tribe

[trahyb]
noun
  1. any aggregate of people united by ties of descent from a common ancestor, community of customs and traditions, adherence to the same leaders, etc.
  2. a local division of an aboriginal people.
  3. a division of some other people.
  4. a class or type of animals, plants, articles, or the like.
  5. Animal Husbandry. a group of animals, especially cattle, descended through the female line from a common female ancestor.
  6. Biology.
    1. a category in the classification of organisms usually between a subfamily and a genus or sometimes between a suborder and a family.
    2. any group of plants or animals.
  7. a company, group, or number of persons.
  8. a class or set of persons, especially one with strong common traits or interests.
  9. a large family.
  10. Roman History.
    1. any one of three divisions of the people representing the Latin, Sabine, and Etruscan settlements.
    2. any of the later political divisions of the people.
  11. Greek History. a phyle.

Origin of tribe

1200–50; Middle English < Latin tribus tribe, orig., each of the three divisions of the Roman people; often taken as derivative of trēs three, though formation unclear
Related formssub·tribe, nounun·der·tribe, noun
Dictionary.com Unabridged Based on the Random House Unabridged Dictionary, © Random House, Inc. 2018

Examples from the Web for sub-tribe

Historical Examples of sub-tribe


British Dictionary definitions for sub-tribe

tribe

noun
  1. a social division of a people, esp of a preliterate people, defined in terms of common descent, territory, culture, etc
  2. (an ethnic or ancestral division of ancient cultures, esp of one of the following)
    1. any of the three divisions of the ancient Romans, the Latins, Sabines, and Etruscans
    2. one of the later political divisions of the Roman people
    3. any of the 12 divisions of ancient Israel, each of which was named after and believed to be descended from one of the 12 patriarchs
    4. a phyle of ancient Greece
  3. informal, often jocular
    1. a large number of persons, animals, etc
    2. a specific class or group of persons
    3. a family, esp a large one
  4. biology a taxonomic group that is a subdivision of a subfamily
  5. stockbreeding a strain of animals descended from a common female ancestor through the female line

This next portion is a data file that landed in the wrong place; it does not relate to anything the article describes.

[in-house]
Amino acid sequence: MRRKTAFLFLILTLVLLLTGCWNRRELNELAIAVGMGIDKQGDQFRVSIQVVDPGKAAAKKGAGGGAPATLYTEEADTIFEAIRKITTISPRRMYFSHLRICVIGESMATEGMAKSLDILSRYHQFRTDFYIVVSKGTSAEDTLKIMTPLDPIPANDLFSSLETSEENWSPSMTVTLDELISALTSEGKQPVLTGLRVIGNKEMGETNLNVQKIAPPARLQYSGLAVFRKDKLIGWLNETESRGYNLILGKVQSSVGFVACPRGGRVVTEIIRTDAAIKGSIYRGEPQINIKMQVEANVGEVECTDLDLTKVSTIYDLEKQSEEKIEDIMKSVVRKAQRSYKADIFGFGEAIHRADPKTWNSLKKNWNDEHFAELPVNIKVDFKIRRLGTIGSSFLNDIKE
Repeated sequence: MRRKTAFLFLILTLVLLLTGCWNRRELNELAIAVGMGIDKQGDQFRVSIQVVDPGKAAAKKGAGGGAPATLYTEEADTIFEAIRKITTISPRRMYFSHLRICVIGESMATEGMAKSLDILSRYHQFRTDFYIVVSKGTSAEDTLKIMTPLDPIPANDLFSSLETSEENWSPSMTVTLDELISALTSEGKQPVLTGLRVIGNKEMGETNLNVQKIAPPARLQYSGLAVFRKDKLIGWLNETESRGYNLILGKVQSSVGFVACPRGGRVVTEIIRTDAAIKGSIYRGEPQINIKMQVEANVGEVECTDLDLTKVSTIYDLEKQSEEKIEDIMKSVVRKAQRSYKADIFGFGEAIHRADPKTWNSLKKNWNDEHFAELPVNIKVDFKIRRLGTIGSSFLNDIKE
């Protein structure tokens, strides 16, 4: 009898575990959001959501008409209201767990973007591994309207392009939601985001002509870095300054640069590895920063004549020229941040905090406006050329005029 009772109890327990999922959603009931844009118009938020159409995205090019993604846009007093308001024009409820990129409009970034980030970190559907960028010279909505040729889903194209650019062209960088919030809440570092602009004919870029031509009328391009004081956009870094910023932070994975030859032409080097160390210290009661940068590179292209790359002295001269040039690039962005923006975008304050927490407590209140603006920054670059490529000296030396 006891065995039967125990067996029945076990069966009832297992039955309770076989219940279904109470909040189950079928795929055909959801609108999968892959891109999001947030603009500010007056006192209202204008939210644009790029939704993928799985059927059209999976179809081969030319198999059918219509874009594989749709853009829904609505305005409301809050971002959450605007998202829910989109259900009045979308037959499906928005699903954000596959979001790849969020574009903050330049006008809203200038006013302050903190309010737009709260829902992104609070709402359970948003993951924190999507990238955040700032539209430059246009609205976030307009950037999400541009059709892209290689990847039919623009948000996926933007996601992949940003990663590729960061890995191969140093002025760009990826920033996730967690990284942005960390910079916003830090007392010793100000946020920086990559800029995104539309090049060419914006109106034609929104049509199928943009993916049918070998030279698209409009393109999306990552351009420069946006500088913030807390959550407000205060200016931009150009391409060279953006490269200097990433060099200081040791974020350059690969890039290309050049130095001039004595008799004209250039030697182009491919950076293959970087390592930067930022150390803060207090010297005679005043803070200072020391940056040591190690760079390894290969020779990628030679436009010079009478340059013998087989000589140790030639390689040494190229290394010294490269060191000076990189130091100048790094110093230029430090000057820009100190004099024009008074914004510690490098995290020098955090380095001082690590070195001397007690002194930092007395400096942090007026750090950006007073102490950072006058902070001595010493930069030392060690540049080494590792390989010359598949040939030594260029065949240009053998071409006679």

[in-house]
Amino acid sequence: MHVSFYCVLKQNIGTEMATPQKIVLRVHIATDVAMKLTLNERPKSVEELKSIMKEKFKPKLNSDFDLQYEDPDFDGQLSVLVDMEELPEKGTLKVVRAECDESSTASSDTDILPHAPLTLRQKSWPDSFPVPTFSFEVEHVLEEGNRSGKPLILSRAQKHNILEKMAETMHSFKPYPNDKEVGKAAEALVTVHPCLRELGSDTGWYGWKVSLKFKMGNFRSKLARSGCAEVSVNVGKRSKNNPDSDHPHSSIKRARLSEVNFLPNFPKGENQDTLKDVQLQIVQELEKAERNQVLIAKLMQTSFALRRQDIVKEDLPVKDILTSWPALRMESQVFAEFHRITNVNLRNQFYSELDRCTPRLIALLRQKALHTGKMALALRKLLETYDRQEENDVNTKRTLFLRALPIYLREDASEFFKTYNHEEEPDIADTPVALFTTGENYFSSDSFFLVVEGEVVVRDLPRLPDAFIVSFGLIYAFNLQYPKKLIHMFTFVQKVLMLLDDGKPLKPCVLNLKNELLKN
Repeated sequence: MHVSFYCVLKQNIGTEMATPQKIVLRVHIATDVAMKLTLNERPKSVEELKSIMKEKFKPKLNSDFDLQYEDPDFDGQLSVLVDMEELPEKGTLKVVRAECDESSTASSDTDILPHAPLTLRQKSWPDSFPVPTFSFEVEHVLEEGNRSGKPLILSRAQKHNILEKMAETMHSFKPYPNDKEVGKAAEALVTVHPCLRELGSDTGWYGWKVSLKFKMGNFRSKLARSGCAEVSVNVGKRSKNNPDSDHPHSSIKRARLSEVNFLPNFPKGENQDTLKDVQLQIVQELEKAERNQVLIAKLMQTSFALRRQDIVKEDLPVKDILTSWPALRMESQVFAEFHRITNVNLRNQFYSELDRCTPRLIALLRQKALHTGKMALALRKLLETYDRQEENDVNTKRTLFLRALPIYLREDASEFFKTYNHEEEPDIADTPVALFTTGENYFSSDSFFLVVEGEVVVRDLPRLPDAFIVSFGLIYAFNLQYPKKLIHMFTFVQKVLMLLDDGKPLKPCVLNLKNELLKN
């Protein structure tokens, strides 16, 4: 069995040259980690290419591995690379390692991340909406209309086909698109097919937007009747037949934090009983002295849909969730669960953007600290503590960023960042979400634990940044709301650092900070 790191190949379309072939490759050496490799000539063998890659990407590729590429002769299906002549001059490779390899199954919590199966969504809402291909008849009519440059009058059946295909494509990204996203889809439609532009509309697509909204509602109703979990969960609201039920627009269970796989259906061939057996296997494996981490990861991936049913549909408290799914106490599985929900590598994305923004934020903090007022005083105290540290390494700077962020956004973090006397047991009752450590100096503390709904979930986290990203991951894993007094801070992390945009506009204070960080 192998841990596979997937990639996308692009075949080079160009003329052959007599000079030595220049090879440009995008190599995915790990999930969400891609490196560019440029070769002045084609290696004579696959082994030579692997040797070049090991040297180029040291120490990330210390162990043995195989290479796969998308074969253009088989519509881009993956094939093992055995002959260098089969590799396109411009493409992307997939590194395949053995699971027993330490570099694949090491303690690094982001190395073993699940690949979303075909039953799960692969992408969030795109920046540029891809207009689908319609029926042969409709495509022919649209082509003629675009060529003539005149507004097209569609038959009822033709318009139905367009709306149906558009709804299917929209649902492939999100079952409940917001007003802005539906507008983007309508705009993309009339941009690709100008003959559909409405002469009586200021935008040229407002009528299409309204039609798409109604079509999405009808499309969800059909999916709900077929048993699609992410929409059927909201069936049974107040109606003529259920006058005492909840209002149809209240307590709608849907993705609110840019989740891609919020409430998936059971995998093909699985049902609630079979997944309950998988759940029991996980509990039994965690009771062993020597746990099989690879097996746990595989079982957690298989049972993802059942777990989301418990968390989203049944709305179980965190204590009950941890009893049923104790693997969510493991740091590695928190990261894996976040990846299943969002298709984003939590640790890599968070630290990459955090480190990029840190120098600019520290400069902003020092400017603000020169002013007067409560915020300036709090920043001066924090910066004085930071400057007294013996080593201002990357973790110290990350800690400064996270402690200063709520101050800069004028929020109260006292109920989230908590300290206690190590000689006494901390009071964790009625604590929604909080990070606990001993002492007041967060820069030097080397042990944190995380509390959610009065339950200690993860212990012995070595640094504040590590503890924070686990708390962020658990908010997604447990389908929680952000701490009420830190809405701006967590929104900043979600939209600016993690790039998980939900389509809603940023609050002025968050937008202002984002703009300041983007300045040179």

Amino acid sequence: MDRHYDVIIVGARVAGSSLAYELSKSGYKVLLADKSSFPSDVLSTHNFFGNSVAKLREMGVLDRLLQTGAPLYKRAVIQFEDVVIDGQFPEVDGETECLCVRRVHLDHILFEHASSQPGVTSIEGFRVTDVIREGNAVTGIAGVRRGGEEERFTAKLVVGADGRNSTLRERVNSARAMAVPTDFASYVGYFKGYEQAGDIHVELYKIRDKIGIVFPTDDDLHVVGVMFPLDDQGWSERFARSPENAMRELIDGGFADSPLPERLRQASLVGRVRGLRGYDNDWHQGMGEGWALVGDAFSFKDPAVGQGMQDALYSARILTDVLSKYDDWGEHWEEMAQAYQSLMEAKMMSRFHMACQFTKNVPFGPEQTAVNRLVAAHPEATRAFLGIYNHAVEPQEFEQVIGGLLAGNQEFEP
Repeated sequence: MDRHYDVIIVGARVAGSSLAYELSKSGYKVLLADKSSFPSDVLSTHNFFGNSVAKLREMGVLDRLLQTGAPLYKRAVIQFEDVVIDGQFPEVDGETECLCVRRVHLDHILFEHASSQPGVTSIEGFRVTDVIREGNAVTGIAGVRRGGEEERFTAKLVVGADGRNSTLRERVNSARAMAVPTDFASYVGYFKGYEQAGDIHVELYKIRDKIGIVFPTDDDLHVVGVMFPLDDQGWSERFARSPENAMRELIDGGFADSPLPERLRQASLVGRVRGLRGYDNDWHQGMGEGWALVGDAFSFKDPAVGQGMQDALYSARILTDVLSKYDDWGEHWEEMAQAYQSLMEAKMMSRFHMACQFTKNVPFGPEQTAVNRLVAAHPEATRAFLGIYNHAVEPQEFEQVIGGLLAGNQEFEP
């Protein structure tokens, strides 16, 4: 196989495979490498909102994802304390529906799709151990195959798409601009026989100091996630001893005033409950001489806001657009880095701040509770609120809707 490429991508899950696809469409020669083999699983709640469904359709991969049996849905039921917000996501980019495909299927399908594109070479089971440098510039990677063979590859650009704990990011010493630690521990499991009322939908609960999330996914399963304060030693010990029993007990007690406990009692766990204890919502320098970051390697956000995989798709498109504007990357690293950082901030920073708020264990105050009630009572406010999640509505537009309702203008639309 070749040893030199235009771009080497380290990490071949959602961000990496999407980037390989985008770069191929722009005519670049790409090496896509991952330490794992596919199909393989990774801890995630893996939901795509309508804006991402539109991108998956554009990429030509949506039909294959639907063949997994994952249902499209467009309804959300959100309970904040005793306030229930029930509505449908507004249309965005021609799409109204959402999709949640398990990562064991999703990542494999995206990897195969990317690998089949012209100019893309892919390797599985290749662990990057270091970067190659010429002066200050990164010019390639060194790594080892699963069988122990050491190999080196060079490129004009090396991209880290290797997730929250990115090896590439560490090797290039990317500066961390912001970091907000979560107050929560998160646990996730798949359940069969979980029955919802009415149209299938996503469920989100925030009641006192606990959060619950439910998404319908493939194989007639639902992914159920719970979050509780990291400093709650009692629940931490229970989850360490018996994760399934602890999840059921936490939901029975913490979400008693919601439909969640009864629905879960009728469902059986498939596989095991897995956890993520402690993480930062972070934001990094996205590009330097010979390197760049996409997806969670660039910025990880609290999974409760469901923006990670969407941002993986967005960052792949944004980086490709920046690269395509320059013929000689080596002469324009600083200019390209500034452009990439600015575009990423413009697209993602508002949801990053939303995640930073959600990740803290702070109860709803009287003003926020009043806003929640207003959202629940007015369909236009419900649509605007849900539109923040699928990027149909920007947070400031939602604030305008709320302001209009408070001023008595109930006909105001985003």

Derived Formstribeless, adjective

Word Origin for tribe

C13: from Latin tribus; probably related to Latin trēs three
Collins English Dictionary - Complete & Unabridged 2012 Digital Edition © William Collins Sons & Co. Ltd. 1979, 1986 © HarperCollins Publishers 1998, 2000, 2003, 2005, 2006, 2007, 2009, 2012

Word Origin and History for sub-tribe

tribe

n.

mid-13c., "one of the twelve divisions of the ancient Hebrews," from Old French tribu, from Latin tribus "one of the three political/ethnic divisions of the original Roman state" (Tites, Ramnes, and Luceres, corresponding, perhaps, to the Latins, Sabines, and Etruscans), later, one of the 30 political divisions instituted by Servius Tullius (increased to 35 in 241 B.C.E.), perhaps from tri- "three" + *bhu-, root of the verb be. Others connect the word with the root of Welsh tref "town, inhabited place."

In the Biblical sense, which was the original one in English, the Latin word translates Greek phyle "race or tribe of men, body of men united by ties of blood and descent, a clan" (see physic). Extension to any ethnic group or race of people is first recorded 1590s.

Online Etymology Dictionary, © 2010 Douglas Harper

sub-tribe in Medicine

tribe

[trīb]
n.
  1. An occasional taxonomic category placed between a subfamily and a genus or between a suborder and a family and usually containing several genera.
The American Heritage® Stedman's Medical Dictionary Copyright © 2002, 2001, 1995 by Houghton Mifflin Company. Published by Houghton Mifflin Company.